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Built-in flexibility

January 12, 2020

To have a home designed with your needs and preferences in mind, not only for today but also for the future?

That’s the idea behind universal home design – an approach that is increasing in acceptance and awareness.

Universal home design principles can have tremendous benefits for homeowners and are easy to build into any brand new home. Pre-planning at the design stage means less renovation and potentially expensive changes down the road. In fact, it may make it possible for you to stay in your home even if circumstances in your life change significantly. This commonsense approach to design and construction means that your home will be convenient, safe and comfortable to live in for all members of the family.

Design and construction

Planning to start a family or looking forward to an empty nest? Is an ageing family member moving in with you? Starting a home-based business? Faced with mobility restrictions? Milestones in your life tend to create their own demands on your home and often affect how you use space. A professional new home builder can offer many suggestions that will make it easy for your household to adapt to changes.

  • Expandable homes designed for easy integration of future additions as the need arises or your budget allows
  • Use of non-load-bearing partition walls for easy installation or removal, so floor space can be opened up or divided
  • Covered entranceways with flat access and plenty of manoeuvring room inside and out for things like prams or when you have an armful of shopping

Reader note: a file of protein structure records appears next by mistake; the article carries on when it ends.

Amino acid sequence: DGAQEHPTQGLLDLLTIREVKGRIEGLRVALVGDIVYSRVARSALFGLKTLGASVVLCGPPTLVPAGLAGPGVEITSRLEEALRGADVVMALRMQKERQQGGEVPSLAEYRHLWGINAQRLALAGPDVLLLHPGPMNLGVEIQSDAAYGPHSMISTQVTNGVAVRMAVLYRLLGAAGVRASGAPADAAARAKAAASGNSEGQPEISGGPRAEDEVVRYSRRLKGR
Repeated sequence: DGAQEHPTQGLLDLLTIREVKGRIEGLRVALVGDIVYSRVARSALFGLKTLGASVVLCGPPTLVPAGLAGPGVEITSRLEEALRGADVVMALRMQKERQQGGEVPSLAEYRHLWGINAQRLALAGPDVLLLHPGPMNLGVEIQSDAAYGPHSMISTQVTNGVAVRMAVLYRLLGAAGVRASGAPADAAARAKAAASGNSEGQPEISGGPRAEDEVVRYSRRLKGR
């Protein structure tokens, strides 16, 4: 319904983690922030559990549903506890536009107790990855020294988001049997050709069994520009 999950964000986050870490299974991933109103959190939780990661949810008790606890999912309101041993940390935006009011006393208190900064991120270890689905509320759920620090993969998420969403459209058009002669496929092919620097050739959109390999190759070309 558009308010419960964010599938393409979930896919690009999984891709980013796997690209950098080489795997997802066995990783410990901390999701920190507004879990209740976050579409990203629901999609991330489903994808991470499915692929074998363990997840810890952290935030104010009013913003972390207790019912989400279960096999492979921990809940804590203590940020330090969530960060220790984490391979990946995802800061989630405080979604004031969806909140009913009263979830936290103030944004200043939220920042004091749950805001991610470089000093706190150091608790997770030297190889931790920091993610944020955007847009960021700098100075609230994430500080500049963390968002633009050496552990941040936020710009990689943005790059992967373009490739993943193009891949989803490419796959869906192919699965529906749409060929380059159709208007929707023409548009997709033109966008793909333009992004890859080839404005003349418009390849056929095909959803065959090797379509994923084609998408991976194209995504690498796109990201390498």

• Wider hallways and door openings with plenty of swing-room for doors
  • Easy movement throughout the ground floor of the house – avoiding steps, raised areas, or thresholds within a single level
  • Adequate space in most rooms, including bathrooms, for two people to be in the room at the same time
  • Large easy-to-open windows
  • Reinforced frames in bathrooms near the toilet and in the shower

Safety and convenience

  • Well-lit entrance doors with window inserts, sidelights or viewing holes
  • Effective lighting throughout, with easy-to-reach light switches; three-way switches or even sound or motion activated lights
  • Non-slip flooring, particularly in bathrooms and kitchens
  • Easy-to-move lever-type door handles and taps
  • Well-planned benches and cupboards, particularly in the laundry and kitchen; moveable or multi-level counters and storage areas are options. 

For more information on universal home design, contact a planning and building HIA staff member on 1300 787 442 or visit the Australian Network for Universal Housing Design website anuhd.org.

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